By SRO Kjell Michelsen
This coming Sunday, May 17, is the Norwegian Constitution Day. Celebrating that on May 17, 1814, in the town of Eidsvoll, Norway became an independent nation. However, technically Norway was still in a contentious union with Sweden. This would last until 1905 when Norway finally once again became a genuinely independent country with its own king and queen.
Traditionally the day is celebrated with long parades of dressed-up school children (in particular) with marching bands from all the schools playing music ranging from the U.S. composer, John Philip Sousa, to Norway’s Bjørstjerne Bjørnson, Henrik Wergeland and others. These parades, which are the pride and joy for any city and town, big or small, can often like in the capital Oslo last for hours. People will line the streets, many dressed out in their national costumes, all waving Norwegian flags while shouting, “Hurrah for May 17!”
TV stations will have simultaneous live coverage from all over the country. These live broadcasts are usually hosted by two people; they too dressed in traditionally Norwegian costumes next to the Royal Castle in Oslo. The live TV broadcast is top-rated, especially among those who cannot be out, people in hospitals and nursing homes.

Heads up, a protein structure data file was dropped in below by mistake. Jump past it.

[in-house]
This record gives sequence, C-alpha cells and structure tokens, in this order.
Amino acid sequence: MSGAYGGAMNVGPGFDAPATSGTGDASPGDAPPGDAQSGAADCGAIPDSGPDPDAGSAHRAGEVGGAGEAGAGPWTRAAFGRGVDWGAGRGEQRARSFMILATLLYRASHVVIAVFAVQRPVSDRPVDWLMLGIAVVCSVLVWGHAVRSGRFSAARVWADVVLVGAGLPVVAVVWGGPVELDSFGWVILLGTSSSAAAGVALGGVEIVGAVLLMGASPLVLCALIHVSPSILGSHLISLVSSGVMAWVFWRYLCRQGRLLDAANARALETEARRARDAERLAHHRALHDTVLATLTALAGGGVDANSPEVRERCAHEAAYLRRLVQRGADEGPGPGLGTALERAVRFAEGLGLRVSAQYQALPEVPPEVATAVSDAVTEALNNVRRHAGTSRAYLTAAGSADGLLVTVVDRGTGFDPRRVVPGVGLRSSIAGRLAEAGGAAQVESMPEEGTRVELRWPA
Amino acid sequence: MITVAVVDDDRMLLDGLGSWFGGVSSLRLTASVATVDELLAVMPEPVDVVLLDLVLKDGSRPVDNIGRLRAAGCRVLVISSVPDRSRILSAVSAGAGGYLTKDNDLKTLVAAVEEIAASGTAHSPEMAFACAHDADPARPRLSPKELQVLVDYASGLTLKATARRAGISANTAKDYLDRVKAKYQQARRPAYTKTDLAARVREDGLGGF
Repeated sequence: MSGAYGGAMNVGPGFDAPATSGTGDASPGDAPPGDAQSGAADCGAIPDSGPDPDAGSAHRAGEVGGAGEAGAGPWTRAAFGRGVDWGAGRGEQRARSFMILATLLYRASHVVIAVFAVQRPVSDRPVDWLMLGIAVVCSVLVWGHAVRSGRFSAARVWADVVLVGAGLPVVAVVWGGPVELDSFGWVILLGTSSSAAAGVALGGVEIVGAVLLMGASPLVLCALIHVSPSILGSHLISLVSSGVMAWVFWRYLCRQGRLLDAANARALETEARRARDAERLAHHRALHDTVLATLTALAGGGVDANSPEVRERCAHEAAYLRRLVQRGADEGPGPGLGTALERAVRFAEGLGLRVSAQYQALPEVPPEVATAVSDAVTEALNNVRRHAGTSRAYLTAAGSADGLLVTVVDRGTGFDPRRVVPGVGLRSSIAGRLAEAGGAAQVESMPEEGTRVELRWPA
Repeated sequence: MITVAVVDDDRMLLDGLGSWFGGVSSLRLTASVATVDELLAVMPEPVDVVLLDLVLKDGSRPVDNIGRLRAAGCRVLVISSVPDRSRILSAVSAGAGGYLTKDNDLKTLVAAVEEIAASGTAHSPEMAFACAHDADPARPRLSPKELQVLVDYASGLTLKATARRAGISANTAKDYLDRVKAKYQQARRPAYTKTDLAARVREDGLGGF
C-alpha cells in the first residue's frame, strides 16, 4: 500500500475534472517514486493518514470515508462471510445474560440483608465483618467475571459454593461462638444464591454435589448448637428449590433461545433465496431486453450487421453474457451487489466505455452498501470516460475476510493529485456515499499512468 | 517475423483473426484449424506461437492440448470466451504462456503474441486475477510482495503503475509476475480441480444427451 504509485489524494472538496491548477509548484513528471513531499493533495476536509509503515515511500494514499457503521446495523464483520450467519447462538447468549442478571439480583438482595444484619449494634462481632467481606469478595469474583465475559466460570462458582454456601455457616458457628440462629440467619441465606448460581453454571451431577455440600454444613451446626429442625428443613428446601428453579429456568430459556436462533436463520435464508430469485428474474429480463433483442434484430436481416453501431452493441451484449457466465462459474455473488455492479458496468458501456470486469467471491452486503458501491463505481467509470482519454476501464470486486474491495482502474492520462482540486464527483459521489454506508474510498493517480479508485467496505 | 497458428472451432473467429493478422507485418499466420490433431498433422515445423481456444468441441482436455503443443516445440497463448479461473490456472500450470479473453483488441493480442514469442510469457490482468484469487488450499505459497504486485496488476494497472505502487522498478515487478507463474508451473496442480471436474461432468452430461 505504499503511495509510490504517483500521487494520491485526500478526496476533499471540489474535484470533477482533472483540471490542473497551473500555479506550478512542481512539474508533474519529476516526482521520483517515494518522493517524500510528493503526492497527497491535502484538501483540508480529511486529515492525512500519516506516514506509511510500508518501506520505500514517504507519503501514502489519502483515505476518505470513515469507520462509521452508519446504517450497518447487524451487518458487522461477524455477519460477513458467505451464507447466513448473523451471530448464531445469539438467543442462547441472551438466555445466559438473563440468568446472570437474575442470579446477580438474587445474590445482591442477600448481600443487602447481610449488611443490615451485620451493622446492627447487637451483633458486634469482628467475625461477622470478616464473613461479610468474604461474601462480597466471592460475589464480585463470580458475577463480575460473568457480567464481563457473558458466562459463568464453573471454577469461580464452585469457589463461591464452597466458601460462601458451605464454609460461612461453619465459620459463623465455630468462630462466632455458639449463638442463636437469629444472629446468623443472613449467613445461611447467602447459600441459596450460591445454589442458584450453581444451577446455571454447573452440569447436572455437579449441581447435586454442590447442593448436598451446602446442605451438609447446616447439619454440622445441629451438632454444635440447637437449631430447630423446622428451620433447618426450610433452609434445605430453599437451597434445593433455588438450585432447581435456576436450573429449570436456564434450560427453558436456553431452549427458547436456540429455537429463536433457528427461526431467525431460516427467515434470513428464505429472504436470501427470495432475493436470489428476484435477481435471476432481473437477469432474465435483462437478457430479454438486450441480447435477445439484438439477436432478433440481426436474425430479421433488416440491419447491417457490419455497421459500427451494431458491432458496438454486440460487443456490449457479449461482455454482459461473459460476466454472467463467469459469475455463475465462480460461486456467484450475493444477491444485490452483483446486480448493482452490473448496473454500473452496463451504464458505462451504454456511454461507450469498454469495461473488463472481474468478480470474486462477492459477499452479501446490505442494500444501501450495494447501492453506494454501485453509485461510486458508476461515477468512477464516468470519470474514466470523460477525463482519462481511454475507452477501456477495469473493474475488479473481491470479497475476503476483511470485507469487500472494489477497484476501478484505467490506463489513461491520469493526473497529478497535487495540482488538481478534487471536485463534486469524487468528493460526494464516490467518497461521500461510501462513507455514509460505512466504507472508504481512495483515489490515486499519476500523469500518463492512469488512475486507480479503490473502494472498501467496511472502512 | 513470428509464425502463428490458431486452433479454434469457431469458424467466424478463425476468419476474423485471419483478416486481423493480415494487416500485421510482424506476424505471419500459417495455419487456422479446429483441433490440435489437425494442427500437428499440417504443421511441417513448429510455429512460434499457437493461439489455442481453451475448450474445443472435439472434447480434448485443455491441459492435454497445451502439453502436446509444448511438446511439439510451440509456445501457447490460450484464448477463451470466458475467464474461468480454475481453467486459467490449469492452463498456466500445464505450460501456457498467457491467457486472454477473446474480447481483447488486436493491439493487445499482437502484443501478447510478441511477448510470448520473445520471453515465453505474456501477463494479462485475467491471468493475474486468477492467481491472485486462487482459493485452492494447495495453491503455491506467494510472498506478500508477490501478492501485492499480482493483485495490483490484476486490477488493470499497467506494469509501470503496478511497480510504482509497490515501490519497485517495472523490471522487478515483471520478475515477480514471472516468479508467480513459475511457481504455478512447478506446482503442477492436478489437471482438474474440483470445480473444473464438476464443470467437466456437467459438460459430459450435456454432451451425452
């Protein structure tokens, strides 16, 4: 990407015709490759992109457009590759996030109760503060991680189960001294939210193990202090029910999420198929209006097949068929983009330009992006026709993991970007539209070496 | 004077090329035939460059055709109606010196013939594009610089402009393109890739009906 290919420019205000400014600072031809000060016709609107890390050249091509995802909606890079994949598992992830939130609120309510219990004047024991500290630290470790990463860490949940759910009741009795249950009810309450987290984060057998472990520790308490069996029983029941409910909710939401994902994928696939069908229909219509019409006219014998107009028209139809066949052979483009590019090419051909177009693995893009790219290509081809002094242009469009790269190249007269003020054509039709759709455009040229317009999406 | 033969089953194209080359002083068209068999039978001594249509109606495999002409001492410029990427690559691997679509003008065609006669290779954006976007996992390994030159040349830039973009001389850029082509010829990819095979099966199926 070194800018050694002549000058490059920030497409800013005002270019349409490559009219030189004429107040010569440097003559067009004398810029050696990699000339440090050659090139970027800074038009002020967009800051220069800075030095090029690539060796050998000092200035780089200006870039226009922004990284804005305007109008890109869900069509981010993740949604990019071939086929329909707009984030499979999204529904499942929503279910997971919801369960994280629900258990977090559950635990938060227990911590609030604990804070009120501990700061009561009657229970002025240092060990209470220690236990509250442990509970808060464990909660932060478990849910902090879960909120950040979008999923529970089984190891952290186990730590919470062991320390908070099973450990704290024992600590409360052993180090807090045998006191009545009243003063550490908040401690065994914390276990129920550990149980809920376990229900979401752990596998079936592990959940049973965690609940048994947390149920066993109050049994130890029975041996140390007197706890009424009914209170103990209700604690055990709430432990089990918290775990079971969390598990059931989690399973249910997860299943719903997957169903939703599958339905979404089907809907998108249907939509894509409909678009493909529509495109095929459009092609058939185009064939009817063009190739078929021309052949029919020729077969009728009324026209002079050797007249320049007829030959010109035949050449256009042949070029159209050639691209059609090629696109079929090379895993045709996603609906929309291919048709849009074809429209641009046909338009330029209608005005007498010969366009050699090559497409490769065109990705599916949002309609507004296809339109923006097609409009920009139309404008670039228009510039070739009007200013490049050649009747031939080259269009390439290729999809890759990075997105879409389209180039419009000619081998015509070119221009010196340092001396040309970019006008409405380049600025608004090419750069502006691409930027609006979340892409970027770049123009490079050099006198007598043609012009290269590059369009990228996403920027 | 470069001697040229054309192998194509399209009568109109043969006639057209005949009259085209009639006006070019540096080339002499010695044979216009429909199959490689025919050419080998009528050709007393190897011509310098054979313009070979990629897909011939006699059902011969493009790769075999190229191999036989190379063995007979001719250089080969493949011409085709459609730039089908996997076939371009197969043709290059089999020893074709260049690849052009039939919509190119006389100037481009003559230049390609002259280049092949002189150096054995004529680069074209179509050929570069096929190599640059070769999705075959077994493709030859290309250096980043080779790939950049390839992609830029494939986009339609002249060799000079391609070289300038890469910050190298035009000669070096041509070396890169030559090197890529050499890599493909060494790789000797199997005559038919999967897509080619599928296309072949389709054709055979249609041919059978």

Sadly, like in so many other countries due to the COVID-19 pandemic, this year’s celebration, at least as described above, has been canceled this year, for the first time since World War II. The day will still be celebrated but without the long parades. People will be creative, having their very own smaller celebrations in their back yards, on their balconies, or maybe even out on a boat, weather permitting.
Here in the U.S., so many festivals, concerts, and other events that gather a lot of people have also been canceled or postponed. We have our very own Independence Day, the 4th of July coming up in the not so distant future. I am sure it will be a different celebration than in years past but celebrate we will.
Maybe this year with an extra focus on what makes this day so unique, so essential, the fact that freedom is not free. Brave men and women over the years paid a dear price for this freedom.
We must guard it with all our might and challenge those that might seek to alter it in any way, shape, or form, especially during difficult and challenging times.
Until next time, be safe, and keep on going on.